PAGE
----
Friday, 8 September 2023, 09:14
Malaga is the third most important province in Spain when it comes to foreigners buying homes, behind only Alicante and Santa Cruz de Tenerife. This is what can be deduced from the latest real estate statistics from the Colegio de Registradores (the association of registrars), which show that in the second quarter of this year foreign buyers accounted for 32% of property sales in the province, compared to 38% in Santa Cruz de Tenerife and 44.67% in Alicante. This year Malaga has overtaken the Balearic Islands in attracting foreign investment for real estate, which is a real milestone, as the property market on the islands has had more international presence than that of the Costa del Sol, every year since 2018.
According to the most recent data, non-Spanish buyers account for 30.38% of the total in the archipelago, which includes Mallora and Ibiza. A year ago, in the second quarter of 2022, foreign investors accounted for 34.60% of the island's real estate purchases, two points higher than in the province of Malaga. The tables have now turned.
This means that of the 8,931 properties sold in Malaga province between April and June, 2,860 were bought by people born outside Spain. While the province is third in Spain in terms of the proportion of foreign buyers, it is fifth in terms of the total number of property transactions, behind only Madrid, Barcelona, Alicante and Valencia, figures which further highlight the importance of foreign investment in the provincial real estate market.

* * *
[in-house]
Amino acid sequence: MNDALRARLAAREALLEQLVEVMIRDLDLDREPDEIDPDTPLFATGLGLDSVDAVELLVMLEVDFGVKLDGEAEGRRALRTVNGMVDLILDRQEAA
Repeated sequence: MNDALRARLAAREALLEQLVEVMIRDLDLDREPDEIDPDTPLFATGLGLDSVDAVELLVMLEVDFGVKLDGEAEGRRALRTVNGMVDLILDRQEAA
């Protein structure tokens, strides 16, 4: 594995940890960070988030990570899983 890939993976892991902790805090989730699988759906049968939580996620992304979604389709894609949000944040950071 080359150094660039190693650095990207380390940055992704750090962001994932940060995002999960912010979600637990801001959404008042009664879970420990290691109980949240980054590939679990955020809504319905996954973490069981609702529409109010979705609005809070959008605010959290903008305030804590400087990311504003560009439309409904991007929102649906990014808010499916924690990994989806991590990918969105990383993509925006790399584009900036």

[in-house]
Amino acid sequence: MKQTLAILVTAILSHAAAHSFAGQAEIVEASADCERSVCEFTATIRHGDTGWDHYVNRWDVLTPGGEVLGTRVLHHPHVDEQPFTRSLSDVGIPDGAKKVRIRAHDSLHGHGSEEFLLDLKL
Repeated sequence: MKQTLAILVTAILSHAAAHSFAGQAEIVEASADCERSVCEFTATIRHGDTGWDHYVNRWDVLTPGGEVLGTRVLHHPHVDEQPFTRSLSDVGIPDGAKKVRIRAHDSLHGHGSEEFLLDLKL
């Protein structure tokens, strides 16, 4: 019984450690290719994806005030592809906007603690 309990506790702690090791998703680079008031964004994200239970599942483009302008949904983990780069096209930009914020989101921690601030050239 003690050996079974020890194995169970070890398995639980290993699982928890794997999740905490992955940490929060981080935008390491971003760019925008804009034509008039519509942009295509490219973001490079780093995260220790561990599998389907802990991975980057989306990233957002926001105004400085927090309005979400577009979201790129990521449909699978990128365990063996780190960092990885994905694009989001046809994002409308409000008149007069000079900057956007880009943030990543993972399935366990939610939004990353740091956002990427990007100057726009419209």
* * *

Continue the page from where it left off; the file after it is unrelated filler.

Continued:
These figures are well above those for Spain as a whole. During the second quarter of 2023, home purchases by foreigners in the country barely reached 15%. The figure for Andalucía as a whole is even lower than the national proportion: property purchases by foreign buyers in the region accounted for 14.19% of the total between April and June. Within the southern Spanish region, the province that comes closest to Malaga is Almeria, with 20% of transactions involving people born outside Spain. In Seville, the proportion of purchases by foreigners fell to 2.3%.
The study carried out by the the association of registrars also refers to the last twelve months. In this case, foreign buyers accounted for 33.3% of the total, i.e. they accounted for mathematically one in three of the transactions made in this period in the province of Malaga. The total for the 12 months was 38,203, so it is calculated that foreigners bought 12,722 properties.
This proportion of homes purchased by foreign buyers in Malaga in the last twelve months is also above the figure for the Balearics (31.84% of the 16,260 homes sold in total), beating the islands for first time in at least the last five years. Twelve months ago the foreign buyers in the Balearics accounted for 36% of property sales, while in Malaga the proportion was 31.19%. Five years ago, in 2018, foreigners bought 26.71% of the homes sold in the province of Malaga, while in the Balearic Islands the proportion was 29%.
Patricio Palomar, director of alternative investments at AIRE Partners, has said that one of the keys to this change may lie in an announcement made last January by the previous Balearic government: it was considering limiting access to home purchases by non-residents to help curb prices.